Thankful Dirt in Des Moines, 8/29

Next was Des Moines on 8/29 with Thankful Dirt. We played long-ass sets, but it gave me a chance to pull out and dust off some really old songs. We played at the Bombay Bicycle Club, which offered a great space but a less-than-great staff. The bartenders were rude and ended up cheating Thankful Dirt out of their guarantee. Apparently the owner has since reached out them and tried to rectify the situation–I hope he does. Even though the night ended on a negative note, I was happy to finally play with Thankful Dirt after years of sharing the same band members. ‘Twas long overdue.

Look, ma! My name’s on the ticket!

Then it was off to Iowa City to open for the one and only Leon Russell at the Englert Theatre. I was terrified before the show, but once Randy, Ryan, and I took the stage, everything felt right and we played a great set. The response was very positive. Though we obviously have a different kind of vibe than the crowd came to hear, so many people came up to us afterwards to let us know they loved the music. One audience member in particular surprised me by saying he was a member of the Underbeats, a band whose song, “Wishes Don’t Come True,” I covered on my first album. What?! After we finished our set, Leon & his band got the audience on their feet with sped-up versions of his songs and some popular covers. All in all, it was one of best shows I’ve ever played, in terms of sound, fun & merch sales (yesssss). I should also note that the Englert hospitality and sound folks are awesome–it’s such a pleasure to play at venue with such a cool and competent staff. Long live the Englert!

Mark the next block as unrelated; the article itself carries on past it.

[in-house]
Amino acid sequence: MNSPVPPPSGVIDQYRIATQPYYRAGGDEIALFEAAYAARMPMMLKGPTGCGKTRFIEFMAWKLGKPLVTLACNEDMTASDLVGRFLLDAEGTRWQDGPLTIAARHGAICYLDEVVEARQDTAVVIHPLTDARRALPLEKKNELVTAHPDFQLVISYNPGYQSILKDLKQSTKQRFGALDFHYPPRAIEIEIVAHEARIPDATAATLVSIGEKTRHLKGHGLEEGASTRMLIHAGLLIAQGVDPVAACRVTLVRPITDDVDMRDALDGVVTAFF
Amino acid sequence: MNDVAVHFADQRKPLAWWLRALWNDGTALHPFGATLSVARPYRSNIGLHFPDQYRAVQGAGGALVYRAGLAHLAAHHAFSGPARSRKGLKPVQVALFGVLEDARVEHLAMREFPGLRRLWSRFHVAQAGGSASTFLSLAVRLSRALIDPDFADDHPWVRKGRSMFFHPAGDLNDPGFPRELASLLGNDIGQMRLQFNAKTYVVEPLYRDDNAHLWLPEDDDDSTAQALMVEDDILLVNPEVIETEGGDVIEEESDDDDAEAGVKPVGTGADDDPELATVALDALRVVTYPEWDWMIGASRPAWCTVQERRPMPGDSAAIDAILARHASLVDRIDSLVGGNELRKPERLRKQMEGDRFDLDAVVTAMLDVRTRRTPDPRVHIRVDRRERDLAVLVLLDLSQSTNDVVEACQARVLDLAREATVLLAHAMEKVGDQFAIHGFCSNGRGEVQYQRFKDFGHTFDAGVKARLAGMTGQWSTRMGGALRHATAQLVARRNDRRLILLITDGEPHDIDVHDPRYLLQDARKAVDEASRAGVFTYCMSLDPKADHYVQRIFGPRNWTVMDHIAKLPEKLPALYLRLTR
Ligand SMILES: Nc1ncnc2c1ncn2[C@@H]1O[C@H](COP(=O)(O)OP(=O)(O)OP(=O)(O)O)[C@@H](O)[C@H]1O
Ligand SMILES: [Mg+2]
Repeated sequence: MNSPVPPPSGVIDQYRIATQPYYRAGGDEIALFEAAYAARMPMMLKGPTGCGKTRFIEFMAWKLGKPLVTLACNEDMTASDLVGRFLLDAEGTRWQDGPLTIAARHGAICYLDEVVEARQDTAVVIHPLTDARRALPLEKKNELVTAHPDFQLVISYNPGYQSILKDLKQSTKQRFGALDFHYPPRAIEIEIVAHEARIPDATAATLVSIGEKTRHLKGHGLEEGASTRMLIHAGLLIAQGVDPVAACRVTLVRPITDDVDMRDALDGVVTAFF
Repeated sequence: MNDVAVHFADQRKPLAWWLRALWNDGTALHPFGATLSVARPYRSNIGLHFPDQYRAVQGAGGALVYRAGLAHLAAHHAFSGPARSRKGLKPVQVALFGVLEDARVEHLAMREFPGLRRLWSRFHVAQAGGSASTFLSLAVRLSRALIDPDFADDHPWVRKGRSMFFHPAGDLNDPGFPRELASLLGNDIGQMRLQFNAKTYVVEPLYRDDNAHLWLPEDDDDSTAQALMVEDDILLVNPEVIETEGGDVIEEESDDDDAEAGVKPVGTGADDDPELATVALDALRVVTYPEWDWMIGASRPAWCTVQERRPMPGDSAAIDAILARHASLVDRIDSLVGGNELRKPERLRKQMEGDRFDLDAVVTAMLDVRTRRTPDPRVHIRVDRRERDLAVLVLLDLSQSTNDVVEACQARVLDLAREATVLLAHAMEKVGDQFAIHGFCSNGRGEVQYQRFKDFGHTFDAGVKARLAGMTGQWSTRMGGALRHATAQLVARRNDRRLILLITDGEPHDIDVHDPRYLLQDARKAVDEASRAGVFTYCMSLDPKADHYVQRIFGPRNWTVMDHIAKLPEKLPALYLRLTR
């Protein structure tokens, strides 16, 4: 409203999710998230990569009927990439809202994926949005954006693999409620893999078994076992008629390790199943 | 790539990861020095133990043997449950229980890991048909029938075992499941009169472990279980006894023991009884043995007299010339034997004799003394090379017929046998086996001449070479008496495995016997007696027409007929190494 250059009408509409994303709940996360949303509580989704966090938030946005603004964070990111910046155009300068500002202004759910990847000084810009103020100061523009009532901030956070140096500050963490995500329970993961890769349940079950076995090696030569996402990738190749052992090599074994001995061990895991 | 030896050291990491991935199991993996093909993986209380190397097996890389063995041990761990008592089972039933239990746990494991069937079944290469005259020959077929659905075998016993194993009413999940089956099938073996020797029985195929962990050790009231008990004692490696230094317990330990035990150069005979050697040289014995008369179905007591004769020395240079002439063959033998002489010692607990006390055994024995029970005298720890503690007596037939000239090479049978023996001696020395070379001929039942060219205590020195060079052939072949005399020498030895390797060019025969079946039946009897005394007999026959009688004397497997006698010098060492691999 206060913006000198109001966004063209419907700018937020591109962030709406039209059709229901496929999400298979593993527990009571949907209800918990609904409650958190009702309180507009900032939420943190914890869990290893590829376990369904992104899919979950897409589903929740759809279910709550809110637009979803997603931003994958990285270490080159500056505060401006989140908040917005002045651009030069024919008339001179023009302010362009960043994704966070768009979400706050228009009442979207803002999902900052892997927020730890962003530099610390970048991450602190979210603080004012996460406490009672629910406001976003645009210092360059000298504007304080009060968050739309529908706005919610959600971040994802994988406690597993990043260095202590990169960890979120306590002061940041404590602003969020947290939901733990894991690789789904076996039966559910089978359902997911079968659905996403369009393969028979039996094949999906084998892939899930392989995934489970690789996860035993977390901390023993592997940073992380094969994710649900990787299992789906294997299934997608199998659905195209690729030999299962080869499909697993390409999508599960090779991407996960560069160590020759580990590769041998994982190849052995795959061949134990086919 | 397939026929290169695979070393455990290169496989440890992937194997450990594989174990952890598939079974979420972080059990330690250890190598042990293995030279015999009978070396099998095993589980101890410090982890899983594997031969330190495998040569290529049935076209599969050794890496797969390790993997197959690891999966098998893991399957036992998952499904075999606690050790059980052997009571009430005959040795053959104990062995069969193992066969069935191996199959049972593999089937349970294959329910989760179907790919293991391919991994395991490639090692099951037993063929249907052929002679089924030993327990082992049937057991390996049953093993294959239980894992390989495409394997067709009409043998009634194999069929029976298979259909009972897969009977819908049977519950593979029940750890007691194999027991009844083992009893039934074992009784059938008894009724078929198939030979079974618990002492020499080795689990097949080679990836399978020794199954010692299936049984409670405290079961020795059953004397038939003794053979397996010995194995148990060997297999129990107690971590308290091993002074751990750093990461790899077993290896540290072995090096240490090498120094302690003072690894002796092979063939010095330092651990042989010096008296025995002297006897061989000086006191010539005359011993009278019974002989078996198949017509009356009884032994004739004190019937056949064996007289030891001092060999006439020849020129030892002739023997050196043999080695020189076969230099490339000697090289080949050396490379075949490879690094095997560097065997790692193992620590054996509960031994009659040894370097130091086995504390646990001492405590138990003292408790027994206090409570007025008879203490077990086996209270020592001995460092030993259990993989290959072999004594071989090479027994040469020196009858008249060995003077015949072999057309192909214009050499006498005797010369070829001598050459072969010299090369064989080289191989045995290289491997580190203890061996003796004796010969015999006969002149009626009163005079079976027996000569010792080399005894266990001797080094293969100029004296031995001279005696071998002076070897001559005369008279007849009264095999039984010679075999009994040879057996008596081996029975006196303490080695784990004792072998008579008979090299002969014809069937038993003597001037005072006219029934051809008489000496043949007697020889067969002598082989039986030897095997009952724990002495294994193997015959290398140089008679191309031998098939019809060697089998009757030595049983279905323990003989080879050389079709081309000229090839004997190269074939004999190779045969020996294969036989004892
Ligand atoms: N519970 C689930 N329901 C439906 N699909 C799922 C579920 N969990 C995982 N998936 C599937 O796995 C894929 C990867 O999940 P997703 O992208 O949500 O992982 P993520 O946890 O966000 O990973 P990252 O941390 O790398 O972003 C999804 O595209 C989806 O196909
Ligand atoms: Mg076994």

Members of the Bone Zone channel The Boss in Chicago, 9/1